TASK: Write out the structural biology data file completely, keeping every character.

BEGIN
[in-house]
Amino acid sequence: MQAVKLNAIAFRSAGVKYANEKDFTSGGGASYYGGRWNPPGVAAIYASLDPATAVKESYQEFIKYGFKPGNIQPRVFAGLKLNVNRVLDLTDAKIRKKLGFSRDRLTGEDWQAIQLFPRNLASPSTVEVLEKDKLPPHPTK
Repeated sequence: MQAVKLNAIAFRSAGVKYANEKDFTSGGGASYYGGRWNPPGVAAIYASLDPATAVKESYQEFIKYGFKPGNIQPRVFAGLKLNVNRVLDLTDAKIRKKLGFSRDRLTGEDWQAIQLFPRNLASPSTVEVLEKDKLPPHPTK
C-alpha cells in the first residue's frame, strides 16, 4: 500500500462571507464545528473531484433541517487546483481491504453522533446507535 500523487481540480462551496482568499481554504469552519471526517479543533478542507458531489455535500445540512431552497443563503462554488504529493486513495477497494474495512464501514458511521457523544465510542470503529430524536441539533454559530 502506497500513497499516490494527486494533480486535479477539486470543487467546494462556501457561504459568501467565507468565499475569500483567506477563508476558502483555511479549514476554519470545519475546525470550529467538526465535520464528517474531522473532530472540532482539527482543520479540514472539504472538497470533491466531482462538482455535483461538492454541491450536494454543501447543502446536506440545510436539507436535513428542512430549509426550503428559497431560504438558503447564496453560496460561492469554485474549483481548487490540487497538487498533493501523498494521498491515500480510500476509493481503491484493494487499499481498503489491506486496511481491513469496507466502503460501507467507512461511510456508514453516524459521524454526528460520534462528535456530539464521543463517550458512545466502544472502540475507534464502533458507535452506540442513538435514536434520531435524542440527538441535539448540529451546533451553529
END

[in-house]
Amino acid sequence: MQAVKLNAIAFRSAGVKYANEKDFTSGGGASYYGGRWNPPGVAAIYASLDPATAVKESYQEFIKYGFKPGNIQPRVFAGLKLNVNRVLDLTDAKIRKKLGFSRDRLTGEDWQAIQLFPRNLASPSTVEVLEKDKLPPHPTK
Repeated sequence: MQAVKLNAIAFRSAGVKYANEKDFTSGGGASYYGGRWNPPGVAAIYASLDPATAVKESYQEFIKYGFKPGNIQPRVFAGLKLNVNRVLDLTDAKIRKKLGFSRDRLTGEDWQAIQLFPRNLASPSTVEVLEKDKLPPHPTK
C-alpha cells in the first residue's frame, strides 16, 4: 500500500462571507464545528473531484433541517487546483481491504453522533446507535 500523487481540480462551496482568499481554504469552519471526517479543533478542507458531489455535500445540512431552497443563503462554488504529493486513495477497494474495512464501514458511521457523544465510542470503529430524536441539533454559530 502506497500513497499516490494527486494533480486535479477539486470543487467546494462556501457561504459568501467565507468565499475569500483567506477563508476558502483555511479549514476554519470545519475546525470550529467538526465535520464528517474531522473532530472540532482539527482543520479540514472539504472538497470533491466531482462538482455535483461538492454541491450536494454543501447543502446536506440545510436539507436535513428542512430549509426550503428559497431560504438558503447564496453560496460561492469554485474549483481548487490540487497538487498533493501523498494521498491515500480510500476509493481503491484493494487499499481498503489491506486496511481491513469496507466502503460501507467507512461511510456508514453516524459521524454526528460520534462528535456530539464521543463517550458512545466502544472502540475507534464502533458507535452506540442513538435514536434520531435524542440527538441535539448540529451546533451553529